Bruce High Quality Foundation University (BHQFU) is our kind of institution. Who else would offer, MFU, a new year-long residency touted as a “DEBT-FREE AND DEGREE-FREE” program with a name that gives the traditional MFA the middle finger. And it’s a big one at that. The program offers 24/7 access to personal studios, a teaching curriculum in which artists design their own course to teach, and public programming opportunities. It’s the definition of self-guided education that avoids the homogenized product of MFA programs, while responding to the digital age. Today, countless virtual resources are at our finger tips, yet space and time often remain illusive.
Last Friday, the Internet Archive officially opened the Malware Museum. Organized by cybersecurity expert and curator Mikko Hypponen, the online museum contains malware programs from the 1980s and 1990s that home computer users would encounter when their desktops had been infected by a virus. Thanks to a DOS emulator, contemporary internet users can now safely experience computer virus infections from over 20 years ago sans the originally debilitating effects.
During this hallmark week in which we celebrate our love for our partners, what romance is the art world serving up? Nothing we’ve listed, save for an anti-gentrification protest at the Metropolitan Museum of Art this Valentine’s Day. In fact, it seems the entire week has been taken over by activists. From the Act Up—Dyke Action Machine talk at The 8th Floor to the Affordable Housing Show at Hunter, there’s plenty of discussion about how to make change.
Meanwhile, those with a sense of humor should balance all this seriousness out. Between Jayson Musson and Sean Patrick J Carney at SVA tonight to Larissa Valez-Jackson’s improv dance comedy at DANCEROULETTE this Thursday, you’ve got plenty of events to fill up your calendar.
It’s been a long day here at AFC, so no art GIFs. Given all the ridiculous white people rage today over Beyonce’s new video and Super Bowl performance, we did however, think this GIF was an appropriate end to the day.
- I gotta say, the new Beyonce video “Formation” (dirty) is pretty incredible. Pretty amazing to see such a political video played at the Super Bowl. [The Internet]
- The Hauser & Wirth in Los Angeles sounds like it will be a sight to behold. It’s 100,000 square feet—the size of a Home Depot—and will be modeled off the Kunsthalle — a nonc-ollecting art museum. Except, of course, that this gallery will sell art. Curator and partner Paul Schimmel is organizing the first show, which will be a historic survey of women working in sculpture. [Culture: High & Low]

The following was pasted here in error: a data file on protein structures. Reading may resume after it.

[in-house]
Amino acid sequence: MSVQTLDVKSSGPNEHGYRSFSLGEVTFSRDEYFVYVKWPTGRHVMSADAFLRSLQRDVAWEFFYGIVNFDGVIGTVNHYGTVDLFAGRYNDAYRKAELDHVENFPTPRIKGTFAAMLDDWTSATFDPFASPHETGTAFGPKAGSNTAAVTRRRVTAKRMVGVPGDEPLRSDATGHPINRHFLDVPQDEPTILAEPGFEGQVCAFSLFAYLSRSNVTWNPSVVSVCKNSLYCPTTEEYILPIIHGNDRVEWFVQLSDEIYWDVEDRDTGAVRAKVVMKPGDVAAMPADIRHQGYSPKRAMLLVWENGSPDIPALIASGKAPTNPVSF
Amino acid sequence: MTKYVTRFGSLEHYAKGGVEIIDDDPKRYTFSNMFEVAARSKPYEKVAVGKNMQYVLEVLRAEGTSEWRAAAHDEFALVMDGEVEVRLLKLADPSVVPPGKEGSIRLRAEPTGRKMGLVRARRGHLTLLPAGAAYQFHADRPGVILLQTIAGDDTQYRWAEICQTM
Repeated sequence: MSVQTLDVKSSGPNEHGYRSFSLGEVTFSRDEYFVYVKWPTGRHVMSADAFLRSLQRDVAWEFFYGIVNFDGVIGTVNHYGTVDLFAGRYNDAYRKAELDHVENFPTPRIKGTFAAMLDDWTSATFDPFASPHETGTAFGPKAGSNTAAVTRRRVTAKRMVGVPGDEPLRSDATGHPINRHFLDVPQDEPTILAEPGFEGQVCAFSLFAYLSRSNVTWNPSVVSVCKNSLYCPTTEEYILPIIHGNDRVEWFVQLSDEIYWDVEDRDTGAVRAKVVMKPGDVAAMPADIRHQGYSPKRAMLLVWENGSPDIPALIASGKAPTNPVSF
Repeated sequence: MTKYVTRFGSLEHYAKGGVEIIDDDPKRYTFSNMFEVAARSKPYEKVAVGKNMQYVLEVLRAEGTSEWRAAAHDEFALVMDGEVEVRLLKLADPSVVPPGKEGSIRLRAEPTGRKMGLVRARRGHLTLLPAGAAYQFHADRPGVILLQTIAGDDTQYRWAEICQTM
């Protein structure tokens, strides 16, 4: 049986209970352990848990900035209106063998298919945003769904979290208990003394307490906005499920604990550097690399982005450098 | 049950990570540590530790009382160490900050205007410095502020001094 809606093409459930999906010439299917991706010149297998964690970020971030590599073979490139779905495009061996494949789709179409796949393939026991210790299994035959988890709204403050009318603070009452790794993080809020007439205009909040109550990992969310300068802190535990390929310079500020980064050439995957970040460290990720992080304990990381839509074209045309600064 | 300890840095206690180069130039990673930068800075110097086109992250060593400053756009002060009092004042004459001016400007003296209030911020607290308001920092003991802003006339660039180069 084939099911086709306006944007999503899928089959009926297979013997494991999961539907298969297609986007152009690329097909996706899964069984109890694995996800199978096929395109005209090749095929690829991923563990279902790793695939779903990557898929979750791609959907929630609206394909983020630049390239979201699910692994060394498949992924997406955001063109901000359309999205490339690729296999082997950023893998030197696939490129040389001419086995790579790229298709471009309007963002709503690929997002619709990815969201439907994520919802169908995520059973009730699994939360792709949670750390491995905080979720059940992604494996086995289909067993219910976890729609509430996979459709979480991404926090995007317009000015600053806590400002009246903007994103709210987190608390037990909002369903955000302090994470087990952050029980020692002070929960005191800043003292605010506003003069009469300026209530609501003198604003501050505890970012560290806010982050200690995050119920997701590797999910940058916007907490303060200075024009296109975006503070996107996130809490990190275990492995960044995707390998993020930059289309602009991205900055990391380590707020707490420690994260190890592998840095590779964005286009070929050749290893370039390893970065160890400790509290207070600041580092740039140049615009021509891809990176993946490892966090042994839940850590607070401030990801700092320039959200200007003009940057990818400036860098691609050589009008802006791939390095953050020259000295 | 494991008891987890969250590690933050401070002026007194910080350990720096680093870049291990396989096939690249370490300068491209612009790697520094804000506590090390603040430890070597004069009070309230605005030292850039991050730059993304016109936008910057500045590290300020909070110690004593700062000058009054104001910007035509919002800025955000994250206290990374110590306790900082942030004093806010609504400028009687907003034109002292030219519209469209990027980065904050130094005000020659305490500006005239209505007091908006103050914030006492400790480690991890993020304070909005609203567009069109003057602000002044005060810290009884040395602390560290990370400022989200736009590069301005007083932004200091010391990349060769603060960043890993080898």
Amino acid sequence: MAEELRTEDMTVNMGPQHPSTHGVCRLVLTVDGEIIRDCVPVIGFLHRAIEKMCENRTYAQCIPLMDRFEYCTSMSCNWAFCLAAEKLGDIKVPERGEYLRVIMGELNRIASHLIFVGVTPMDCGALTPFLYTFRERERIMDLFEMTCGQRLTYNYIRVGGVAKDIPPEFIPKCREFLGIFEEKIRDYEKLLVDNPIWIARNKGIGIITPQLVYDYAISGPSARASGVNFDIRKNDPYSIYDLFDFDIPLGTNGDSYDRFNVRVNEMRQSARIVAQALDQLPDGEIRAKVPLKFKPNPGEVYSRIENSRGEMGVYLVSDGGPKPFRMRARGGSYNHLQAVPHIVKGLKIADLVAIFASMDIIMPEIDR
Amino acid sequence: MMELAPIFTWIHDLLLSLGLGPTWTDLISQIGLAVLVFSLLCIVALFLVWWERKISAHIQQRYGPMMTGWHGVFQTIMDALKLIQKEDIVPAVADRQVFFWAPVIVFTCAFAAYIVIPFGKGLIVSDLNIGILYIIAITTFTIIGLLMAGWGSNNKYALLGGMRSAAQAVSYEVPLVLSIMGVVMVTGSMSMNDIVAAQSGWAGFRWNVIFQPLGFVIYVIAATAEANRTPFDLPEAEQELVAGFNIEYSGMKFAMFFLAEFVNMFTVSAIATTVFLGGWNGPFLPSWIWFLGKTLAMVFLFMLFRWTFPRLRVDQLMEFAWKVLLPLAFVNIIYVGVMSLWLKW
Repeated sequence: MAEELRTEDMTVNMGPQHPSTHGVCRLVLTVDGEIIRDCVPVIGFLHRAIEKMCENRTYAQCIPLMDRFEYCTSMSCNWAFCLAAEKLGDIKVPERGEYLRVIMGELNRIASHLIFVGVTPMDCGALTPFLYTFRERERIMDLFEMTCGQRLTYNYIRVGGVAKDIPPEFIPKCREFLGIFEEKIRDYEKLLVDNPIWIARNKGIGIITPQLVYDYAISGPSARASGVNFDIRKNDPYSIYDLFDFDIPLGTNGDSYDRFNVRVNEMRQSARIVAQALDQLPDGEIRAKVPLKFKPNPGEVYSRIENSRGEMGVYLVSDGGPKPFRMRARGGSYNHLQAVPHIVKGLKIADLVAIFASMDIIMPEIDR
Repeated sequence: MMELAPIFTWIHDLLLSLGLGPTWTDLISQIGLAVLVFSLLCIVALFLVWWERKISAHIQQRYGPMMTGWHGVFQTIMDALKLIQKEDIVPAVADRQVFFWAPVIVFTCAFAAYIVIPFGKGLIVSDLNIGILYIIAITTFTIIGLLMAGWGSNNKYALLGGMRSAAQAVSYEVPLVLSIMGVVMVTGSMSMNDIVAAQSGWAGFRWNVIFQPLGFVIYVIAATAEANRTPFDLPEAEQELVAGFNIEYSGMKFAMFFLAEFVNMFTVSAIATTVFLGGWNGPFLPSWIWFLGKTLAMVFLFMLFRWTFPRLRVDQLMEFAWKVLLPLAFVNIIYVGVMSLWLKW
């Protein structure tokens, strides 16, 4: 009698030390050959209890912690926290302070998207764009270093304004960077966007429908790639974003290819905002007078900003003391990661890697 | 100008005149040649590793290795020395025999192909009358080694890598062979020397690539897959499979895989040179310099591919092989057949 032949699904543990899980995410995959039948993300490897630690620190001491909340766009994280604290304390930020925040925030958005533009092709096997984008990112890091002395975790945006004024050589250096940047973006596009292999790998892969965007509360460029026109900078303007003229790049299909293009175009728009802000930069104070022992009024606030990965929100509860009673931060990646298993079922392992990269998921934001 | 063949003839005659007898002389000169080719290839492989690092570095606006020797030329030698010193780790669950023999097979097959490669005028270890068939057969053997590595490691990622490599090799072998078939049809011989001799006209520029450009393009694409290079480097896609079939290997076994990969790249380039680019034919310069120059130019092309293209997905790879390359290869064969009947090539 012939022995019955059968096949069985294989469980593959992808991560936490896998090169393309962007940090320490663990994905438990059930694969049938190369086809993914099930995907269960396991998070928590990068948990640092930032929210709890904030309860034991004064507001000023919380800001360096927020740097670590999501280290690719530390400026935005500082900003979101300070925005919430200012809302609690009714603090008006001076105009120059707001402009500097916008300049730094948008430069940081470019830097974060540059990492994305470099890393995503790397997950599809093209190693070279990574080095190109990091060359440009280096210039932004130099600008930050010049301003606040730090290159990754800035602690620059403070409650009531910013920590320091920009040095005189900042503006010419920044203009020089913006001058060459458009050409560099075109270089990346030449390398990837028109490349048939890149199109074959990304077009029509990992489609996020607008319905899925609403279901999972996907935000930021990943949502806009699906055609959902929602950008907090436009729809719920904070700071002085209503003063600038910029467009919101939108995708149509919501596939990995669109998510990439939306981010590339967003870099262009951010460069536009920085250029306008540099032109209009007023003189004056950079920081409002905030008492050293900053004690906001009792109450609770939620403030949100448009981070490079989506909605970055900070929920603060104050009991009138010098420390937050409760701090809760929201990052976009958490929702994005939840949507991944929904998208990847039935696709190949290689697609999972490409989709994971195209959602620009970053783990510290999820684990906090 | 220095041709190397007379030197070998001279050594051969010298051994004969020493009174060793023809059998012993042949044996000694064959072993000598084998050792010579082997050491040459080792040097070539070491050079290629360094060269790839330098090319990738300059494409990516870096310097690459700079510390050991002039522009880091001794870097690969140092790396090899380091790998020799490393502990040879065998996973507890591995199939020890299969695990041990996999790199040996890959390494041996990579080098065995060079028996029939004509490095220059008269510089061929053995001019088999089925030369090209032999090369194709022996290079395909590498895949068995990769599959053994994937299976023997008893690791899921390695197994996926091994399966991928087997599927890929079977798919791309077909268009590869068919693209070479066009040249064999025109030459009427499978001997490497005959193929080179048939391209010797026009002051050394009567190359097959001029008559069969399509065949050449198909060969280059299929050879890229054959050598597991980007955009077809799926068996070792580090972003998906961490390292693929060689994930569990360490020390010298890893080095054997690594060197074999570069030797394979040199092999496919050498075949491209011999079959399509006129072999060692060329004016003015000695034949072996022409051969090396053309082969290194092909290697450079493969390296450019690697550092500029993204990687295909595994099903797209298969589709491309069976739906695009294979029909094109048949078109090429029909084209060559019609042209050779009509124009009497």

- According to Knoedler & Company’s accountant, apart from the sale of the fakes, the company did not make money. [artnet News]
- Speaking the Knoedler & Company, Ann Freedman, the former president of New York’s Knoedler gallery has settled a lawsuit with collectors Domenico and Eleanore De Sole over the sale of a forged Mark Rothko purchased from Knoedler in 2004. The piece sold for $8.3 million. The terms have not been disclosed. [Artnews]
- Quote of the year:
So since Hillary cannot yell, since by the virtue of being sane and not a white man she is forced to be the biggest adult in the room, just like Obama has had to for eight goddamn years, I will yell for her.
FIRST AND FUCKING FOREMOST, COOL, YOU LIKE BERNIE’S WISHES AND DREAMS APPROACH TO POLITICS. “FREE COLLEGE FOR EVERYONE AND A GODDAMN PONY.” YES, THAT SOUNDS FUCKING WONDERFUL BUT DO YOU THINK HILLARY COULD EVEN SAY THOSE WORDS WITHOUT FOX NEWS LITERALLY BURYING HER ALIVE IN TAMPONS AND CRUCIFIXES? [Pajiba via: Hyperallergic]
- Leave it to Hyperallergic to create the longest, most comprehensive link list of art news out there. Say good-bye to your afternoon [Hyperallergic]
- A round up of Super Bowl ads. [It’s Nice That]
If Homer Simpson were ever to conduct a seance, I image it would look a lot like this levitating donut GIF by Carolyn Tripp. Nothing will entice the dead like frosting on a dough donut.
For years we’ve sung the praises of NADA, an artist-centric fair that celebrates and works to commodify the strange, the creative and the wonder. In 2015, though, we began to question the model. Was NADA a bit stale compared to recent years? Was ARTIST RUN, a new fair that celebrates the DIY artist, closer to our interests?
These questions came up a lot yesterday at the Material Art Fair in Mexico City, which AFC staff writer Michael Anthony Farley described as a “great compromise between ARTIST RUN and NADA. Farley was referring to the structure of the fair, which invited more dealers than artists to participate, but retained the artistic energy and life essential to new art by keeping the booth prices low. It’s a great fair.
I agree the sentiment, but would put it a little differently: Material tells us that NADA can easily be replicated.